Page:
BACKSTAGE

THE GREAT TIGHT-MONEY MYSTERY What’s changed since '56?

BLAIR FRASER September 26 1959
BACKSTAGE

THE GREAT TIGHT-MONEY MYSTERY What’s changed since '56?

BLAIR FRASER September 26 1959

THE GREAT TIGHT-MONEY MYSTERY What’s changed since '56?

BACKSTAGE

AT OTTAWA

BLAIR FRASER

SELDOM have reporters been baffled as they were when Prime Minister Diefenbaker. back from the west, undertook to explain to the group who met him at the airport what he meant about “tight money.”

What he had said was clear: “There is no tight-money policy. There was one three years ago, but there isn’t now." Just what did he mean? What exactly did we have three years ago that we haven’t got now? This was what the questioners couldn’t quite grasp.

Very simple, said the PM. Three years ago the publicly owned Bank of Canada had imposed restrictions on loans by private banks, “apparently with the knowledge and certainly with the connivance” of the Liberal government. This time, he said, there was no such restriction by the central bank or by the government. There was a tremendous demand for bank loans, as a result of phenomenal growth of the booming Canadian economy, but if the private bankers wouldn't lend any more money it was their decision, not his. Indeed, the prime minister wouldn't admit there was any such thing as "tight money" in 1959. He hadn’t heard anyone allege it.

But to the hazy recollection of reporters, these latter sentences had a familiar ring. The Liberals, too. used to argue that shortage of bank credit was just a by-product of prosperity. They were often accused of having a “tight-money policy," notably by a couple of MPs named Diefenbaker and Fleming, but nobody could recall a Liberal ever admitting it. Neither could anyone remember the Bank of C anada doing anything substantial in 1956 that it isn’t doing now.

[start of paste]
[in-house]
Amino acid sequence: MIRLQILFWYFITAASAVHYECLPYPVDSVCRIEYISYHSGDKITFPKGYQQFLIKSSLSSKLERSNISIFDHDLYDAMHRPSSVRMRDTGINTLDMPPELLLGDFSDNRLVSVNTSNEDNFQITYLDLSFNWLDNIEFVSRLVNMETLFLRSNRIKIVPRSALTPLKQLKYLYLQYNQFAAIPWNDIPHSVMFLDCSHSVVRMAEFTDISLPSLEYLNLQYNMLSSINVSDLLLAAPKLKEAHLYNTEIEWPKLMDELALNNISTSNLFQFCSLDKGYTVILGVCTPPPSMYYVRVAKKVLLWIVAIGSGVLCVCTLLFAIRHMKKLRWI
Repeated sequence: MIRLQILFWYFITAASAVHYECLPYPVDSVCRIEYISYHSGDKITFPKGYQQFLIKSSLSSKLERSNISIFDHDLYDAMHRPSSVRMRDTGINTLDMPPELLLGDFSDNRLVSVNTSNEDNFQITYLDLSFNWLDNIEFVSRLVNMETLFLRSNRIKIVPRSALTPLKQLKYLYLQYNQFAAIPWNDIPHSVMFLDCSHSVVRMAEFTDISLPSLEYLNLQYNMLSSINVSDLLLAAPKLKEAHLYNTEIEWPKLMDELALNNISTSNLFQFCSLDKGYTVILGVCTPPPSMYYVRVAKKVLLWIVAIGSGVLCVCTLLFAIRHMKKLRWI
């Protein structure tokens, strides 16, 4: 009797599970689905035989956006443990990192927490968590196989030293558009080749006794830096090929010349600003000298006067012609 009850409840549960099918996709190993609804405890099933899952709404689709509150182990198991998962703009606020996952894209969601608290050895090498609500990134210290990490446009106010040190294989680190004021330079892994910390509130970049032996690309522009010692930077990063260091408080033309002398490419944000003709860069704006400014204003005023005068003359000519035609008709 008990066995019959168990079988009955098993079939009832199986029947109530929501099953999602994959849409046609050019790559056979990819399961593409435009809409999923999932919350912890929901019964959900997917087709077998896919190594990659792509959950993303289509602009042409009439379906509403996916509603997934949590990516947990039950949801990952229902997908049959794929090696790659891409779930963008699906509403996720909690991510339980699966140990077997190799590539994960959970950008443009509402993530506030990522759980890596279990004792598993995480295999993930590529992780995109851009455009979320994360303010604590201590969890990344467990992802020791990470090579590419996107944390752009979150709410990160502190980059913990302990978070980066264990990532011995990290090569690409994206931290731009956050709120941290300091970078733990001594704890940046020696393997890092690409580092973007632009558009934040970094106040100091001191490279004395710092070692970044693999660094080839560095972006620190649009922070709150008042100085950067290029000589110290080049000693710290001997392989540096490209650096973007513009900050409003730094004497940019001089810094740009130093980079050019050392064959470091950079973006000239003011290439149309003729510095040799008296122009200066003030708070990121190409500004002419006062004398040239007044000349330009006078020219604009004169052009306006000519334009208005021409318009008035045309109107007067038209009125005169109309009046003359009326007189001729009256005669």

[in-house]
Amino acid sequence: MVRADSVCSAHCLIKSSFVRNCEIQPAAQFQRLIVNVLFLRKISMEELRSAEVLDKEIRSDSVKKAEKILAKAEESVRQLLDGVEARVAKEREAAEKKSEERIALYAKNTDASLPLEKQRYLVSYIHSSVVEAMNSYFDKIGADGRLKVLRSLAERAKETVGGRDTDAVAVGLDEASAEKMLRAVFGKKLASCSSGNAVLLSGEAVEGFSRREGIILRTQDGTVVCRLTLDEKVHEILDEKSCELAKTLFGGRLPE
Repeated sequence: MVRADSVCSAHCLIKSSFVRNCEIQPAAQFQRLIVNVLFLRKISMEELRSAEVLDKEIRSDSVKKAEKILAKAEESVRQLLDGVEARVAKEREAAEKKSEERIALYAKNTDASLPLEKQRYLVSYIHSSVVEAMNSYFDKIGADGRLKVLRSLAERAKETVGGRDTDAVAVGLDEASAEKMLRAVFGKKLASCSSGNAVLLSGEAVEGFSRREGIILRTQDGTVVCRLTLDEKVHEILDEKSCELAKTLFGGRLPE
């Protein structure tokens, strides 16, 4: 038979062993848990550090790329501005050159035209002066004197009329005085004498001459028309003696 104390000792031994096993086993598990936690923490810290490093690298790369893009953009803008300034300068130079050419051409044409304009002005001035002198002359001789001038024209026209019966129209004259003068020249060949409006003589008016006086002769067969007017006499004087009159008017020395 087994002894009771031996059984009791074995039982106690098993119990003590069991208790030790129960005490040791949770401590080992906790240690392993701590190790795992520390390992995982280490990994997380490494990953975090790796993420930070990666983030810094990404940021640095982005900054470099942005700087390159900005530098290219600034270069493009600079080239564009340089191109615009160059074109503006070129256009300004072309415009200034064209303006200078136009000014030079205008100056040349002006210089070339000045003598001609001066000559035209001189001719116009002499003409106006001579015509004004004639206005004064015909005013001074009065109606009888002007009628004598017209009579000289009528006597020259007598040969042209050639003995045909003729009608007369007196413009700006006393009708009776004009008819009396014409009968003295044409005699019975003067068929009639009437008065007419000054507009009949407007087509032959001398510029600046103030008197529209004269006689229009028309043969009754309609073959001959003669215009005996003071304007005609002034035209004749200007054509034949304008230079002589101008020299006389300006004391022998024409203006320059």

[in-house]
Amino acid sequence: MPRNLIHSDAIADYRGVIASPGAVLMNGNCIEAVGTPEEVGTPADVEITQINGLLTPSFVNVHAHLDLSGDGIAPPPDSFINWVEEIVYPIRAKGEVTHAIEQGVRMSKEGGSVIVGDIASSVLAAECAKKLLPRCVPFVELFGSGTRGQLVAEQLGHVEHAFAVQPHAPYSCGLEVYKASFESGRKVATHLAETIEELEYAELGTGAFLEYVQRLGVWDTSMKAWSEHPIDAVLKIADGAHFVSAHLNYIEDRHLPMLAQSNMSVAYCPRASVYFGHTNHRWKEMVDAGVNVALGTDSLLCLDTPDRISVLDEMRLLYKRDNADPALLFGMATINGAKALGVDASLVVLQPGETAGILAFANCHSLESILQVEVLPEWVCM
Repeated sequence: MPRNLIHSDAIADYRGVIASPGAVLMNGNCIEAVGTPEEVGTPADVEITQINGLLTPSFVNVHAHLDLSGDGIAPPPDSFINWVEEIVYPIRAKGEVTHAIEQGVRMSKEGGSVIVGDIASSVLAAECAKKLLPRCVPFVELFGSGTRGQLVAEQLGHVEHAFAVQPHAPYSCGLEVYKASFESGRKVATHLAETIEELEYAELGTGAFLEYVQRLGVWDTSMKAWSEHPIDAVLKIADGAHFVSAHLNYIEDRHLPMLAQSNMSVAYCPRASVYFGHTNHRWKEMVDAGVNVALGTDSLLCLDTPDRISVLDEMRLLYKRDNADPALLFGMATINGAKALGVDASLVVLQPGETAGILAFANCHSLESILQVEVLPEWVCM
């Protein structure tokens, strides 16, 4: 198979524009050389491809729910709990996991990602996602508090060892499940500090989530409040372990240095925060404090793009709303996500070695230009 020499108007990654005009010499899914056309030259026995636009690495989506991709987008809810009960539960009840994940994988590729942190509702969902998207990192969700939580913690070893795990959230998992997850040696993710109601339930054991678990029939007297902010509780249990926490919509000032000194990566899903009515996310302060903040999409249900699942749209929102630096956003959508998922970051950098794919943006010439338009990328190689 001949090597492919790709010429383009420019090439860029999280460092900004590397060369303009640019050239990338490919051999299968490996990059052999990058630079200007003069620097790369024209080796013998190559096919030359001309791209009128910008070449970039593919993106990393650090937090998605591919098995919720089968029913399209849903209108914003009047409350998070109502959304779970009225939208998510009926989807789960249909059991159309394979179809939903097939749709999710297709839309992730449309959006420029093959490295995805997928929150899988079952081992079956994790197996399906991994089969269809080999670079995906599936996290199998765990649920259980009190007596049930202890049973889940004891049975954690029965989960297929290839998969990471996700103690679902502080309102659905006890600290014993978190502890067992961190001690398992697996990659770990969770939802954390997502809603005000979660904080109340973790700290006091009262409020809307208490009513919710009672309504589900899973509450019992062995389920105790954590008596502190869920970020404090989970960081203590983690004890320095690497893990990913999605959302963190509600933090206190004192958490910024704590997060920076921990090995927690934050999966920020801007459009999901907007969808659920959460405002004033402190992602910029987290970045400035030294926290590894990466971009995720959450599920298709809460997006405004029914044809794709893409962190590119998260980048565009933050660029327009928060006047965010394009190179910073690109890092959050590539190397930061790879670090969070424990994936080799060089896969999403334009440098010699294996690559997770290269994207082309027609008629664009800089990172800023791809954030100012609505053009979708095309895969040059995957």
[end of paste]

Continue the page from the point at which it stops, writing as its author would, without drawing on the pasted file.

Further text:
Four years ago the private banks were heading into the same kind of jam as they are in today. The 1954 recession was over, the 1955 boom was on. and the grand total of bank loans was rocketing up at a tremendous rate. To get the cash they needed the private banks were selling government bonds in great quantity, and the bond market began to sag. Moreover, all the banks had promised their major customers a lot more loans, still to be taken out. To keep these promises the banks would haye to sell even more bonds, drive bond prices down further, and bring heavy losses on themselves.

There was, of course, one easy way to prevent this. The Bank of Canada could buy all the government bonds that were offered for sale, and thus keep the price up. But this would be a direct inflation of the money supply, as explosive as printing a few' million hundred-dollar bills. By autumn of 1955 the money supply in Canada had already gone up a lot since the end of the recession, twdcc as much as the increase

in production. Any more expansion would mean danger of runaway inflation.

In November 1955 the Bank of Canada had a meeting with the private banks to talk the situation over. Nobody ever said so, but it’s evident from the figures that a compromise deal was worked out; the Bank of Canada did buy some of the private banks’ government bonds, to help them keep the promises already made, but in return the private banks cut down on new commitments. They agreed to make no more “term loans,” i.e., longer than one year—for amounts over $250,000. More important, they agreed to keep a higher ratio of “liquid assets” (cash and short-term loans) to deposits. By law they are obliged to keep eight percent of their deposits in cash; by agreement, since June 1956, they have been keeping an additional seven percent available on very short notice, so that the “minimum liquid asset ratio" is now fifteen percent.

Some bankers got very sarcastic when they talked about that “voluntary" agreement — they were in such a jam that they didn’t have much choice, they said. The alternatives were to break their promises and cut off their customers’ credit, or else to sell more and more bonds at greater and greater loss. It’s very doubtful, in these circumstances, whether any banker would have gone on lending money to his

customers, agreement or no agreement.